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Ohms Law Formula

Electricity is the flow of charge in a conductor material. Electricity is possible due to the flow of current in the conductor. This current flow is depending on the resistance of the wire and the potential difference between the two endpoints. This relationship was given first by Ohm. He gave the Ohm’s law which is very popular in the field of electricity of Physics. Using Ohm’s law we can determine either voltage, current or impedance or resistance of the electric circuit. It is possible when the other two quantities are known to us. It also makes power calculations simpler. In this topic, we will discuss the Ohms law formula with examples. Let us begin learning!

Ohms Law Formula

Source:en.wikipedia.org

Ohms Law Formula

Concept of Ohms Law

Electricity has as many applications in our day to day life. It is an essential tool that provides power to electrical devices to our electrical appliances. Therefore, we can say that the flow of charge builds up the current which we are calling as Electricity.

A very basic law regarding the flow of currents I Ohm’s Law. The concept of resistivity and conductivity both are interrelated and can be computed with the help of others. Also, the power of electricity can be computed easily. The work is done per unit charge by the source while taking the charge from lower to higher potential is called the electromotive force, or emf, of the source.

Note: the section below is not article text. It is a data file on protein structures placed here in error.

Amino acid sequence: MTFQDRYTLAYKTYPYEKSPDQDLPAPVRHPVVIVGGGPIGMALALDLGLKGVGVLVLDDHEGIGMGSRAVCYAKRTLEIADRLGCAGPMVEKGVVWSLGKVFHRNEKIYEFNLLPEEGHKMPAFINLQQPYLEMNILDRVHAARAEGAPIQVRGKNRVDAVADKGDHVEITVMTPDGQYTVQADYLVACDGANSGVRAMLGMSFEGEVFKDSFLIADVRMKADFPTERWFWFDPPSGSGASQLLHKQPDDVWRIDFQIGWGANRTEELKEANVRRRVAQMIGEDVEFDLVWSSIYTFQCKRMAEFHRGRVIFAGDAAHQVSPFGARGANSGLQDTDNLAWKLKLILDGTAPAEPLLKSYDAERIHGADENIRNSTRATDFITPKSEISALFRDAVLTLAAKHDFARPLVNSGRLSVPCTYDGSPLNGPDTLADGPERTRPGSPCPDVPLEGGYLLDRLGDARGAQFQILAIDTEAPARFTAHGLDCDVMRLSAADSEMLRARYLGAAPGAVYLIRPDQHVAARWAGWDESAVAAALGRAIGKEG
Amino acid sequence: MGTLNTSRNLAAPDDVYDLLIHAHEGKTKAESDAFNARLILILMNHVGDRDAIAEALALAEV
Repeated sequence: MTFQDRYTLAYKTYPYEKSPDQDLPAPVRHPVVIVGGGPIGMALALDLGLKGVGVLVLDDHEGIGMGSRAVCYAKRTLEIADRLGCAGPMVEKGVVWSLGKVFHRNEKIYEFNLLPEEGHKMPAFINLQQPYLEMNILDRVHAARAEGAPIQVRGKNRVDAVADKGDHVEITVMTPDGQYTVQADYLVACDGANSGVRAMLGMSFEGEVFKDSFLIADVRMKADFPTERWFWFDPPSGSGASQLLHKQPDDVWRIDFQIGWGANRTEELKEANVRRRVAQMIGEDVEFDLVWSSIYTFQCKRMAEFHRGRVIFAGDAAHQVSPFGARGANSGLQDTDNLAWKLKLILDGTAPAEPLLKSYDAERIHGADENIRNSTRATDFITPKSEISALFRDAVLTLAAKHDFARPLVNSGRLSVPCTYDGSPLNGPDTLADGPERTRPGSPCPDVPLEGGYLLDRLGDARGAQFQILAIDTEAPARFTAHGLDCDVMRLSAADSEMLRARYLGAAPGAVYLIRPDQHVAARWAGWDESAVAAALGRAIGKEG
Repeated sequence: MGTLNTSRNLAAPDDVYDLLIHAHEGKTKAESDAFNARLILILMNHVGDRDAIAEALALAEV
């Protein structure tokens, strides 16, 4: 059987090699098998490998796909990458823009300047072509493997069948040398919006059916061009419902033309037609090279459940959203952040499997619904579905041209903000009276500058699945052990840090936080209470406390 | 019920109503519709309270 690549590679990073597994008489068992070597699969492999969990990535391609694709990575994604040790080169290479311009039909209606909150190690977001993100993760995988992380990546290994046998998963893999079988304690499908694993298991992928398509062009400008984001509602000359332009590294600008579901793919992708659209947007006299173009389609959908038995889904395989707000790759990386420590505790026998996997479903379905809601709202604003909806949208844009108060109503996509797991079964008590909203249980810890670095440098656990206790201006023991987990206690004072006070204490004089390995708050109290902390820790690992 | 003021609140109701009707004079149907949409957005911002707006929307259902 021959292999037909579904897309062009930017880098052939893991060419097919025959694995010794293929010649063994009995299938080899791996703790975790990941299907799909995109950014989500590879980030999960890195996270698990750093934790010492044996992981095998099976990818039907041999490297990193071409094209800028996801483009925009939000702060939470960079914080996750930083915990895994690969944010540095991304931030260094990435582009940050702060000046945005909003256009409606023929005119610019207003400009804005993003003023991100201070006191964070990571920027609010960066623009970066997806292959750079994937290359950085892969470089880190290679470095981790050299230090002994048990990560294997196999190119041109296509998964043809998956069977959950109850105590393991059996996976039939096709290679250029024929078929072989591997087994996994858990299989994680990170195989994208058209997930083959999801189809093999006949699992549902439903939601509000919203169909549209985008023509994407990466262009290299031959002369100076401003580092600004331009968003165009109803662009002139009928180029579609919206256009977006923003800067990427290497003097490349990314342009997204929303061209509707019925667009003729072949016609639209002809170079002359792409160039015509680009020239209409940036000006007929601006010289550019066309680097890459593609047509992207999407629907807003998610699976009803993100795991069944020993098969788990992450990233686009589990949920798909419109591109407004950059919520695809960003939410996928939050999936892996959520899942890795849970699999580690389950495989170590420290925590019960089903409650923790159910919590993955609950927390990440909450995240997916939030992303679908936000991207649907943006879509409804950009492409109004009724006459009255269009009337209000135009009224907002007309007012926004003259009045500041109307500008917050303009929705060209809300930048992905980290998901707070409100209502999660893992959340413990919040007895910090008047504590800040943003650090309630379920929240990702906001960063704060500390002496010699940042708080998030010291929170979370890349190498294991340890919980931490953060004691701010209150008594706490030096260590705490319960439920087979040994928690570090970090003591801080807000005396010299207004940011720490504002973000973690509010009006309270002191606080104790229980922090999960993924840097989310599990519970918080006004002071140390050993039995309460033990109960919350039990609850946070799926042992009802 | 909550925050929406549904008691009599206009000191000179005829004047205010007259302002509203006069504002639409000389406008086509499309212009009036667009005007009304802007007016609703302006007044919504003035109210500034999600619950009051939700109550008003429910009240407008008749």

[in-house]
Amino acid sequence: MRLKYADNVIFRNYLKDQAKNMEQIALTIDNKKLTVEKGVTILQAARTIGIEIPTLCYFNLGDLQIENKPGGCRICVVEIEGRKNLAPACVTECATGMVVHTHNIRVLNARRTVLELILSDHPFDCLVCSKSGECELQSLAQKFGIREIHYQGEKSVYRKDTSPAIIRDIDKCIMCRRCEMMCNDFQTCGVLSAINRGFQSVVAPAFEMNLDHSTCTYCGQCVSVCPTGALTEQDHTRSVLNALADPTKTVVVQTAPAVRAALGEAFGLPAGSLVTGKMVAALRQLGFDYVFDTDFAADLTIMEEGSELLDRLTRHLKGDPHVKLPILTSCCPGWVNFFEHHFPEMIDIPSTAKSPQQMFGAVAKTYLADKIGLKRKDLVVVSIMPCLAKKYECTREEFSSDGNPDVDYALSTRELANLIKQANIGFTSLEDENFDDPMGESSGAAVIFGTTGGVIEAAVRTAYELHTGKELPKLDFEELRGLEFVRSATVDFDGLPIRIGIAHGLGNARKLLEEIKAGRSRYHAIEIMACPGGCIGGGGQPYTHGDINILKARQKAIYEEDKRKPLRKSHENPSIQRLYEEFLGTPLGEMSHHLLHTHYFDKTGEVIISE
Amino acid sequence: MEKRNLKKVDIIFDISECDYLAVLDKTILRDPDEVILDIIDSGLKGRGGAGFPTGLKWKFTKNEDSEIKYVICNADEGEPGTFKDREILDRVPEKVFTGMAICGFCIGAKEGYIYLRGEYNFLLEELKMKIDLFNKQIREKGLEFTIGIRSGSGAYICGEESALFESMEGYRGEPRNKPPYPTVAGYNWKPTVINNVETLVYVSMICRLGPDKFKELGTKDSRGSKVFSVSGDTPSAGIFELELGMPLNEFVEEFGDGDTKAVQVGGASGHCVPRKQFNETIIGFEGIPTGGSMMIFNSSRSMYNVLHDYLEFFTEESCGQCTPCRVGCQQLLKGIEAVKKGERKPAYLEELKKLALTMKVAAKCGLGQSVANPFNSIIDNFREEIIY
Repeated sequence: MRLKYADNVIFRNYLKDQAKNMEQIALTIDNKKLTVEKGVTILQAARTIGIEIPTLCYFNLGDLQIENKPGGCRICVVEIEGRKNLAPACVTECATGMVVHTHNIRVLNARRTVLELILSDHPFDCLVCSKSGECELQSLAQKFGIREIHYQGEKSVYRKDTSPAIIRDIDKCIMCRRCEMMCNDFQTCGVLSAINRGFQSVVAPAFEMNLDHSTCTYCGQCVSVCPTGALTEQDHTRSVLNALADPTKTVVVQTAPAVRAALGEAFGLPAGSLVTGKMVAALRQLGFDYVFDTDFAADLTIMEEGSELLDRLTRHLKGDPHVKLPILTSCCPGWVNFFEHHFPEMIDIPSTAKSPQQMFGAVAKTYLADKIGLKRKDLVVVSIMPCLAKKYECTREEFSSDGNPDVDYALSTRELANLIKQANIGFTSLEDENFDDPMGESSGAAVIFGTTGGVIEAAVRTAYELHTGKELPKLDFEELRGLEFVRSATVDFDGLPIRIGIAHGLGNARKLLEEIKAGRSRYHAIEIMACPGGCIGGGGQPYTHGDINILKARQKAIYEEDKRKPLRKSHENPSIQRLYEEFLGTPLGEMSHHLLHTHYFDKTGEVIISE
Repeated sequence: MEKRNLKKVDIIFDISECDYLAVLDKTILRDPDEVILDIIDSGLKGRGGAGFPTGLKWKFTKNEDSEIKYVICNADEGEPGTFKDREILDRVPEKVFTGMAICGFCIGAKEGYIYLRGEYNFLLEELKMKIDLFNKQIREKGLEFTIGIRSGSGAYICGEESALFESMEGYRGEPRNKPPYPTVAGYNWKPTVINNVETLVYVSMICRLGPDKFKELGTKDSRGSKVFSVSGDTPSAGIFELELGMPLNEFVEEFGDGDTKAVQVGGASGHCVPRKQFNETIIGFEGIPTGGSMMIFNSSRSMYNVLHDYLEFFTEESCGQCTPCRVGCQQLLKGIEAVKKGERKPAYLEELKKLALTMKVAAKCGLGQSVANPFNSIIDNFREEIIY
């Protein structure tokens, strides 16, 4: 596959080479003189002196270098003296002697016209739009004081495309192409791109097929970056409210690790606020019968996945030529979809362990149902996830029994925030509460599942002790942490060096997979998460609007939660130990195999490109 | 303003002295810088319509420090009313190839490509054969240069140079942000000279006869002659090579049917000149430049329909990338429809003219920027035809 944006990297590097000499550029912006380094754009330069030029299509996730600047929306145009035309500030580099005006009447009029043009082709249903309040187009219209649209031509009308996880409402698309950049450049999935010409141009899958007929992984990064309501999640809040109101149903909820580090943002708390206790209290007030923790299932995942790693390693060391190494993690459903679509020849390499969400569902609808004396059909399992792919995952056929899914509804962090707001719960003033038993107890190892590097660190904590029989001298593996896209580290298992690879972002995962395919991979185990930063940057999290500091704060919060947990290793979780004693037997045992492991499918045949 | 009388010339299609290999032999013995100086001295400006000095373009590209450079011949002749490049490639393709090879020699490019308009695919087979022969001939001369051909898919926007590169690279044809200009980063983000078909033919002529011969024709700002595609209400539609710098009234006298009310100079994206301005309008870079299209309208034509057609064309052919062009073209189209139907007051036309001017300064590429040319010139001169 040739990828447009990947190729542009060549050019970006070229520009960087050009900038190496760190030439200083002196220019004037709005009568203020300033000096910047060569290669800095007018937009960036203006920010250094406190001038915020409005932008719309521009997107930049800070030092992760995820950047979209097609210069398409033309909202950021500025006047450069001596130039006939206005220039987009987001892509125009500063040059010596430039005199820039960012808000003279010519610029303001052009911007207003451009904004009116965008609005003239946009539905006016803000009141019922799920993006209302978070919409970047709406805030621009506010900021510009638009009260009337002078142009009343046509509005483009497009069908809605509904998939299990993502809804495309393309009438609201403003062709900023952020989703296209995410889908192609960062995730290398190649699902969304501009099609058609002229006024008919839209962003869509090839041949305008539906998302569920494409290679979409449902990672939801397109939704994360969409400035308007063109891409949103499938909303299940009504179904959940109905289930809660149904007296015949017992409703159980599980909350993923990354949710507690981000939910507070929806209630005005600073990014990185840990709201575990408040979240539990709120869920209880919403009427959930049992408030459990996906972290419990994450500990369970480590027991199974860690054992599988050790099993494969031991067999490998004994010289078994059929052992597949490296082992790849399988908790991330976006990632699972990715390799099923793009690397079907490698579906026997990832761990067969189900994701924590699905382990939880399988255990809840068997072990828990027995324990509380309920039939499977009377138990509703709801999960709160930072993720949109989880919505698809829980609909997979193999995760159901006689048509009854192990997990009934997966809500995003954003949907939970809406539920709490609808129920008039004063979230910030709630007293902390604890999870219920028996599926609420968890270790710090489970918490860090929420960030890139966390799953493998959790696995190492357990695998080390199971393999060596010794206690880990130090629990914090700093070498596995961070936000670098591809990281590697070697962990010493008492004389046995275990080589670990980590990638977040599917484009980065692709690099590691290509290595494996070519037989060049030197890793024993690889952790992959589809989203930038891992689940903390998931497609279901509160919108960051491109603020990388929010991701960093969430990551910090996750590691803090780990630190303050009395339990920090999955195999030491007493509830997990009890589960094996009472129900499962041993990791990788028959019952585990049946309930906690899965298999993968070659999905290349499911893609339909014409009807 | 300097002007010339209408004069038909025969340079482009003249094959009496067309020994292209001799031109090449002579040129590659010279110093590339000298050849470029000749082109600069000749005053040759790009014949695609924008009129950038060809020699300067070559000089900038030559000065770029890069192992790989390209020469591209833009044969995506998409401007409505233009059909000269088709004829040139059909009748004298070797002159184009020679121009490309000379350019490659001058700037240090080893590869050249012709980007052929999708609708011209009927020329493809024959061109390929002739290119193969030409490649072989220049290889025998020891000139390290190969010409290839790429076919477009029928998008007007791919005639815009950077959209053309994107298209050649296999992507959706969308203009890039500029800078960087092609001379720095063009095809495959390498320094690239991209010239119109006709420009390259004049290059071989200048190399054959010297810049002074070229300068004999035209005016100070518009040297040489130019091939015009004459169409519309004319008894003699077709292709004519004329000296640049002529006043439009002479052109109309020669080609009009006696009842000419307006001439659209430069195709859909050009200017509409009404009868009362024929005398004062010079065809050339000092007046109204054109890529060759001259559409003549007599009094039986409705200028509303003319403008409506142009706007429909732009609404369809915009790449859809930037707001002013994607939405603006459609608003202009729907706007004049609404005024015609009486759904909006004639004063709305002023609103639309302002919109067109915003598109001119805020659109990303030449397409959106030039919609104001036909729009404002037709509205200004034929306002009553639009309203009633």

Ohms law says that the current running through the conductor is directly proportional to the potential difference across its endpoints. It also depends on the temperature and other physical conditions are constant. Ohm’s law formula i.e. potential difference formula is used to calculate the Resistance, Current as well as Voltage.

The formula of Ohm’s Law

If the physical conditions of a conductor like a temperature remain unchanged, then the electric current flowing through the conductor is directly proportional to the potential difference applied across two ends.

\(I\propto V\)

i.e.  V = \(R \times I\)

Where the constant of proportionality i.e. R is giving the value of resistance of the conductor.

Electrical Resistance

It is the obstruction offered by any conductor in the path of flow of current is called its electrical resistance. Electrical resistance, i.e., R will be

R= \(\frac { V }{ I }\)

Its SI unit is ohm and denoted as \(\Omega\).

The ohms law can also be termed as following to provide the Current Formula:

I= \(\frac {V}{R}\)

Where,

I Current
V Voltage
R Resistance

 Solved Examples

Q.1: Find out the amount of current flowing through the electric heater having a voltage of 220 V and resistance is 10 \(\Omega\).

Solution:

As given in the problem:

Resistance R = 10 \(\Omega\)

Voltage V = 220 V

The current formula is below:

I= \(\frac {V}{R} \)

I= \(\frac {220}{10} \)

I = 22 A

Therefore the amount of current flow is 22 A.

Q.2: Find the resistance of an electrical circuit which has the voltage supply of 10 Volts and current of 0.005 A.

Solution: Given values are:

V = 10 V, I = 0.005 A

Formula for resistance,

R= \(\frac { V }{ I }\)

R= \(\frac { 10 }{ 0.005 }\)

R = 2000 \(\Omega\)

Thus resistance will be 2000 \(\omega\).

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